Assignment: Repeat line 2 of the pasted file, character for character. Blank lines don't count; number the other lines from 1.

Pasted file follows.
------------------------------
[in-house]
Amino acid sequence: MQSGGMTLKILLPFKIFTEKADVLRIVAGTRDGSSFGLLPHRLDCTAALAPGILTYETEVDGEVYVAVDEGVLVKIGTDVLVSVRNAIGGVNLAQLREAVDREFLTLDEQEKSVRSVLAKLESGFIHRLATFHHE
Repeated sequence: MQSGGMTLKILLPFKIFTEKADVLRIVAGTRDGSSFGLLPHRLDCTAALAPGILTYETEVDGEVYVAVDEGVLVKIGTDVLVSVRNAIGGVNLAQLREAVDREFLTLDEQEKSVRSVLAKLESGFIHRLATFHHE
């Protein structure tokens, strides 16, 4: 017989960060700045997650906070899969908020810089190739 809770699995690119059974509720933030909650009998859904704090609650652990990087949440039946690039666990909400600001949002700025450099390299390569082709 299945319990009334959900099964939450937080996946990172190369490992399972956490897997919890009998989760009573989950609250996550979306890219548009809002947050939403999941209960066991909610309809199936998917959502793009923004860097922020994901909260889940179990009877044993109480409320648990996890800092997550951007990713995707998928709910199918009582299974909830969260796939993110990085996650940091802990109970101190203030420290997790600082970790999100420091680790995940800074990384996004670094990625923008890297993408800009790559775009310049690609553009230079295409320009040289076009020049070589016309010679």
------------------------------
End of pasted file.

Amino acid sequence: MQSGGMTLKILLPFKIFTEKADVLRIVAGTRDGSSFGLLPHRLDCTAALAPGILTYETEVDGEVYVAVDEGVLVKIGTDVLVSVRNAIGGVNLAQLREAVDREFLTLDEQEKSVRSVLAKLESGFIHRLATFHHE